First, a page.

Children show science projectsPublished 10:20am Wednesday, March 7, 2012
By Sara Aeikens, for the Tribuneharmony
Which pepper is the hottest? That was the subject of the science project fifth-graders Juan Rodriquez and Christian Garcia showed Saturday at Northbridge Mall.
The Habanero pepper proved the hottest of the ones they tasted.
Rodriquez enjoyed learning about what makes it hot inside a pepper and enjoyed tasting the salsas they made.
“My mom’s the one who actually did the salsa cooking, but I told her what to put in it,” he said.
He said he enjoyed working on a project with Garcia. “We did this fabulous experiment, and we did our best.”
About 320 students in third- through sixth-grades showed off their mental and creative skills Saturday at the annual Northbridge Mall Science Fair, held by Albert Lea Area Schools and St. Theodore Catholic School.
The guidelines for project entries required following scientific inquiry and had to be experiments, rather than demonstrations. Project areas include botany, consumer product testing, earth and space science, engineering, technology and math, environmental science, medicine and health, physical science and zoology and humans.
So how did Rodriquez and Garcia pick their project?
“My aunt helped us,” Garcia said, “because we were looking through the science fair handbook and couldn’t find anything we were really interested in, and she said, ‘Hey, why don’t you try your project with peppers?’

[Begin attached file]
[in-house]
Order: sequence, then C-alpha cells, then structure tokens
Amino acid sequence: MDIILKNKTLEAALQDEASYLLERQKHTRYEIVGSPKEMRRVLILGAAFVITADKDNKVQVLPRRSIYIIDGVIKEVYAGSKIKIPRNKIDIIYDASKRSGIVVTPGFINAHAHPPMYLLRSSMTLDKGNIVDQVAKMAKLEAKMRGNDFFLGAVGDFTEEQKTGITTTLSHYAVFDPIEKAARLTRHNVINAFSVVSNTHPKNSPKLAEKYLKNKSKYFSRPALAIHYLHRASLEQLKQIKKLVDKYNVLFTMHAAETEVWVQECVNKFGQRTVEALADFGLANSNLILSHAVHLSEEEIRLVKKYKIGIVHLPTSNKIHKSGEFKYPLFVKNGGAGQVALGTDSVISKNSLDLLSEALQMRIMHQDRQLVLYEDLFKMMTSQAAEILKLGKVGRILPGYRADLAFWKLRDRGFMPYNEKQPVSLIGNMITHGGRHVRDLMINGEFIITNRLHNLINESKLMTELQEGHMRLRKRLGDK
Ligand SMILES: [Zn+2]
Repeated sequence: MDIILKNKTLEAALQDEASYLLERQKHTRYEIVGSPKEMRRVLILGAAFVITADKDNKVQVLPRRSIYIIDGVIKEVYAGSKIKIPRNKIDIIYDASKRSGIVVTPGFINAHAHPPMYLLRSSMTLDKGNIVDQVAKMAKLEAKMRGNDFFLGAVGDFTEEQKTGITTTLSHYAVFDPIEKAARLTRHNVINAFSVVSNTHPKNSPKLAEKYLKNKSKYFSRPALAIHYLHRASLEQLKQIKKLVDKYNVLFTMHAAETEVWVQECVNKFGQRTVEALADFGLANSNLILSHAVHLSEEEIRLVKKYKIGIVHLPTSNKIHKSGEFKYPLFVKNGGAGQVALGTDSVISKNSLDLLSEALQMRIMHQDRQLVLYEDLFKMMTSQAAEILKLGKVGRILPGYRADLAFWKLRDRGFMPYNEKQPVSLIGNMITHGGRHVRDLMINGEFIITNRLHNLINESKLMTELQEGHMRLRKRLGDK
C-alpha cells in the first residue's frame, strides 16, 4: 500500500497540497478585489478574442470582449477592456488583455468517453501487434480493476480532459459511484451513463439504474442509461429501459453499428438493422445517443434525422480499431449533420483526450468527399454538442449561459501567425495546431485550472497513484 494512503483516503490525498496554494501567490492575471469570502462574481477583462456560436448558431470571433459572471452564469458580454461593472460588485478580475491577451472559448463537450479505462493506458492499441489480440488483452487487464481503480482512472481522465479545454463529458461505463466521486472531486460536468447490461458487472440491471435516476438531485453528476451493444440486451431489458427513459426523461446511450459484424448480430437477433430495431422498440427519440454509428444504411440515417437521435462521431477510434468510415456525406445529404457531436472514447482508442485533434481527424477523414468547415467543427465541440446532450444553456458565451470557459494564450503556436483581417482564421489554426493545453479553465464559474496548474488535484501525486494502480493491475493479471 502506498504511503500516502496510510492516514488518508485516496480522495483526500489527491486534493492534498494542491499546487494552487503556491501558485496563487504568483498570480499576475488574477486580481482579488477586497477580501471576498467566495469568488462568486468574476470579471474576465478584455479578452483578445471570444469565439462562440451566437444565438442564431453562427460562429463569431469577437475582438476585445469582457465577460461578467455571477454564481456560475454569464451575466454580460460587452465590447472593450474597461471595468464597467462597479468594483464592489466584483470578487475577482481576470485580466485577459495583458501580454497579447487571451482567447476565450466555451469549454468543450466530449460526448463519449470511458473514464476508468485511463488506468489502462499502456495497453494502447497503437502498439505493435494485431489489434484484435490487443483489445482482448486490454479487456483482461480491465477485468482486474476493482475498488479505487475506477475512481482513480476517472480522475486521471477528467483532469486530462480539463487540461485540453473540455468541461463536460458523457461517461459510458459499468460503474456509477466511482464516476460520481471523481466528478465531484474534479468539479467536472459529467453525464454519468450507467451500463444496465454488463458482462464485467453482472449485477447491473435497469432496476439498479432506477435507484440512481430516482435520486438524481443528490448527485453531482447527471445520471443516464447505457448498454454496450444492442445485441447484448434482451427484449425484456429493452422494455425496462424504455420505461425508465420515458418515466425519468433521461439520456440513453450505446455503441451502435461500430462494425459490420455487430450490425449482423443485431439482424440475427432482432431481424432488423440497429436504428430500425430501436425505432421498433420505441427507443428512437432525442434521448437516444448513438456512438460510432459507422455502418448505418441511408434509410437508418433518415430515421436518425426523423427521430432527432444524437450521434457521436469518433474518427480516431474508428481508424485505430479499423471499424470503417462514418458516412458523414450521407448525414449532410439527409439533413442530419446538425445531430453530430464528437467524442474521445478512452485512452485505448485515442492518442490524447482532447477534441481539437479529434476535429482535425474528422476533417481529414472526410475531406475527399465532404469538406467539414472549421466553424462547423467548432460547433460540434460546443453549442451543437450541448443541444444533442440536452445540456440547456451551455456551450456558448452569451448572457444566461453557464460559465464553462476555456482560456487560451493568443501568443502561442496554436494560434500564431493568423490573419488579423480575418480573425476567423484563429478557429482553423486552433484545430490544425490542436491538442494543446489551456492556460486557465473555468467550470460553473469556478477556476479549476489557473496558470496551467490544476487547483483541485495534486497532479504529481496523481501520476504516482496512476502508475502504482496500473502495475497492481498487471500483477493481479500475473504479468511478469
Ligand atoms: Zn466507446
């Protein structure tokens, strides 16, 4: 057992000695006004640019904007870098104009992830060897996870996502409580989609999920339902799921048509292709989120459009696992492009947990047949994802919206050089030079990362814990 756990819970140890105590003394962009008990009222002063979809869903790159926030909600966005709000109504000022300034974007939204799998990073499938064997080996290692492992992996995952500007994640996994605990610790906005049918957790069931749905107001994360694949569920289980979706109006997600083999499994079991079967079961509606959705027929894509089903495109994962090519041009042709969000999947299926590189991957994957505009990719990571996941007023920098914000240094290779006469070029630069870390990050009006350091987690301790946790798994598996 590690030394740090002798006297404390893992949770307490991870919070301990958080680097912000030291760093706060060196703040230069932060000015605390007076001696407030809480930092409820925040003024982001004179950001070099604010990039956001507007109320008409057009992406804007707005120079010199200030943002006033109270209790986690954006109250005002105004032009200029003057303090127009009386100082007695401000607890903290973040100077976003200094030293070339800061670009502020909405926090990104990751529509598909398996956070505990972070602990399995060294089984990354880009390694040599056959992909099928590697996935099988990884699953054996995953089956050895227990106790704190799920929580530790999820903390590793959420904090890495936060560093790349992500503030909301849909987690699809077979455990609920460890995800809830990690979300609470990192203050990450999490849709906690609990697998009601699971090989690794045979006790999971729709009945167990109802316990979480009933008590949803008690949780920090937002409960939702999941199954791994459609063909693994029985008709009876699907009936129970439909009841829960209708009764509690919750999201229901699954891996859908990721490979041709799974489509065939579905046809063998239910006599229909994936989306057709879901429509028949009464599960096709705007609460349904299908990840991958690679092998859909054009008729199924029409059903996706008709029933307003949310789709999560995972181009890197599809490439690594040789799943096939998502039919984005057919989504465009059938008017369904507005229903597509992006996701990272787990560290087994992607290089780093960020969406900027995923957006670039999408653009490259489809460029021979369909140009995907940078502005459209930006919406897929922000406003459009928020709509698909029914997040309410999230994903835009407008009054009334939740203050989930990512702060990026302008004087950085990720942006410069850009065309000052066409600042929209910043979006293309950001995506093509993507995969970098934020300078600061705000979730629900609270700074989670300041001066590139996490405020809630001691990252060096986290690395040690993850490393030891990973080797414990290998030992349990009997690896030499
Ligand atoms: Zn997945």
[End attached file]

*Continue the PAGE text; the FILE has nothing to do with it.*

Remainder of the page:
Erin Johnson, a sixth-grade teacher at Southwest Middle School, took on the role of science fair coordinator “because these are kids who want to be scientists, and they are choosing to take a whole Saturday to do this,” she said.
It was her first year being a coordinator of the annual fair, and she said she did it because it was a job that needed to be done.
The other two coordinators were Southwest Middle School science teacher Jackie Cromwell-Olson and Sonya Zieske, the coordinator of gifted-and-talented development. Johnson gave credit, too, to Heidi Skophammer at the district office for her assistance.
“Developmentally, it is difficult for kids this age to complete multi-step projects. So for a student to take on a project like this is amazing,” Johnson said. “Without the parents and caretakers, it could be difficult for them to complete this in time.”
Recently retired from the school district, Judy Knutson once worked with numerous science fair coordinators. This year, she volunteered to be one of the many judges.
“My children participated in the science fair when they were children,” Knutson said. “Many, parents, teachers, children and community members volunteer their time in many ways, so it’s really a community event.”
Coni Tuberty, a Daybreakers Kiwanis Club member, sees judging for the science fair as a part of the club’s mission to serve children globally. Tuberty has judged for four years and has grandchildren doing science projects.
“Last year some of the students got to be judges,” Tuberty said. “The range of abilities stands out and doesn’t seem to do with just the age category.”
Sixth-graders Spencer Chicos and Calvin Petersen built bridges out of popsicle sticks to test what types of bridges holds the most weight.
Amy Petersen, Calvin’s mother, said, “I asked the boys what some real-world applications were for their projects, and they were able to come up with some good ideas.”